Chicken tonight

I know toff-bashing is a tad easy, but after watching Hugh Fearnley-Whittingstall’s programme tonight someone needs to call him out on the ridiculous soapbox he has put himself upon. Hugh’s Chicken Run (on Channel 4 tonight, tomorrow and Wednesday, God help us) is his attempt to educate Britain as the intensively-reared origins of its favourite meat, chicken. This is not a nice thing – most chickens farmed for meat are crammed into barns, bred to grow as quickly as possible and risk being ridden with disease. Nor is knowledge of it anything new – Felicity Lawrence’s Not on the Label covers the brutality and nastiness of factory chicken farming in far better detail than this television programme has so far.

In this programme, Fearnley-Whittingstall (whose name is so difficult to type I’ll refer to him as HFW from now on) is clearly aiming to emulate Jamie Oliver’s successes (of a sort) with Jamie’s Kitchen and Jamie’s School Dinners. But the differences start to become apparent quite quickly. Jamie Oliver is hardly the most popular figure in the UK, with his Mockney accent and do-gooder attitude. Yet there was still a streak of authenticity about Jamie Oliver’s efforts – he used his own money to help back the restaurant project in Jamie’s Kitchen, and both confronted those in power while sympathising on the front line in Jamie’s School Dinners.

There’s none of this present in Hugh’s Chicken Run – where, with neither the guile nor the skill as an investigative reporter to investigate existing farms and farmers (and besides, it’s been done before by people far less famous), he sets up his own. Or rather, two – one a free range farm of well-kept happy chickens, and the other a bog standard pile-em-high and kill-em-cheap intensive farm. The first proves rather labour intensive, so HFW recruits a group of “volunteers”, to whom he doles out chickens for them to all do the dirty work while he gets top quality free range birds to sell at the end, in some sort of modern-day reality television version of feudal labour.

The second farm is much more terrifying – it’s not just a mock chicken factory farm – this is the real thing. HFW seems happily willing to needlessly imprison, force feed, torture and then slaughter thousand of chickens, all for raising awareness of an issue already in the public domain. All too happy to embrace the system he has set out to knock down, it’s a strange and brutal kind of hypocrisy, Hugh Fearnley-Whittingstall closely tending to his very own chicken Auschwitz. And to what end is this for? Channel 4 explain…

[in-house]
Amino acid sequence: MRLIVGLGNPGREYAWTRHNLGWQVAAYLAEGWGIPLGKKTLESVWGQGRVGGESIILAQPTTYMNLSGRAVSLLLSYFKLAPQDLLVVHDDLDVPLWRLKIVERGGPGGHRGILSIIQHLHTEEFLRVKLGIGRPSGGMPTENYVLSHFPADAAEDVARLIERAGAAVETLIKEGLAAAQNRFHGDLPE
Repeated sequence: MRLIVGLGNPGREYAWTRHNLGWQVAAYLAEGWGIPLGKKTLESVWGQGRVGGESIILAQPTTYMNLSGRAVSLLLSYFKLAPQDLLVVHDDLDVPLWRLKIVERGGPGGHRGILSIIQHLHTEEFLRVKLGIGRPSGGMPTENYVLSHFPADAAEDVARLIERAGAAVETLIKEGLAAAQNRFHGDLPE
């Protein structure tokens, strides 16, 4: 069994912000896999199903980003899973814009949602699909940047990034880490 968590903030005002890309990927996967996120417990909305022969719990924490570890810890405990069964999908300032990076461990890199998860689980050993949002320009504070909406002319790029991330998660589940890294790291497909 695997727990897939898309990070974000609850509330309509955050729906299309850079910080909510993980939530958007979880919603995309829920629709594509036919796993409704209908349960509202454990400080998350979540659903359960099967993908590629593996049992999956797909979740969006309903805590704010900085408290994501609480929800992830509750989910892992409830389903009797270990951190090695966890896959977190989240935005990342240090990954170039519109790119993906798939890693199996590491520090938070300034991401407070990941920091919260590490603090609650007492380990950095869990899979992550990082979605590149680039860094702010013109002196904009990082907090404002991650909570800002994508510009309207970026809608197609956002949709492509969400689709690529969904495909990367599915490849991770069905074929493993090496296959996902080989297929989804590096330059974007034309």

His plan is that for one week more than 50% of chicken bought and consumed in Axminster is free range. That includes curry houses and burger bars, ready made sandwiches and pub lunches. At the moment, less than 5% of the chicken sold in the UK is free range so it’s a major undertaking.

HFW’s focus is different from Jamie Oliver’s – quality and animal welfare – a dangerous road to go down at the best of times with an often unsympathetic public (and he as a local businessman who sells organic food). Jamie Oliver did his best to work with the people he tries to convince – dinner ladies, school administrators and parents – mindful of the constraints they’re under and working on how to keep costs down while working to make healthier food. But there’s none of this so far, apart from a brief attempt mid-show to show his humanity, swanning into a local work canteen, cooking a meal and then buggering off with no mention of the extra cost. With this hectoring and nannying, all the while quietly dispensing death and misery in his own back yard, HFW really shows himself up as nothing more than a pompous hypocrite.

And yet people still think Jamie Oliver is the bigger wanker. Why? Can anyone explain?

12 thoughts on “Chicken tonight

  1. Yep, while I can’t fault his motives, his methods were deeply suspect. I felt think trying to appeal to people moral sensibilities over cheap chicken is a none starter.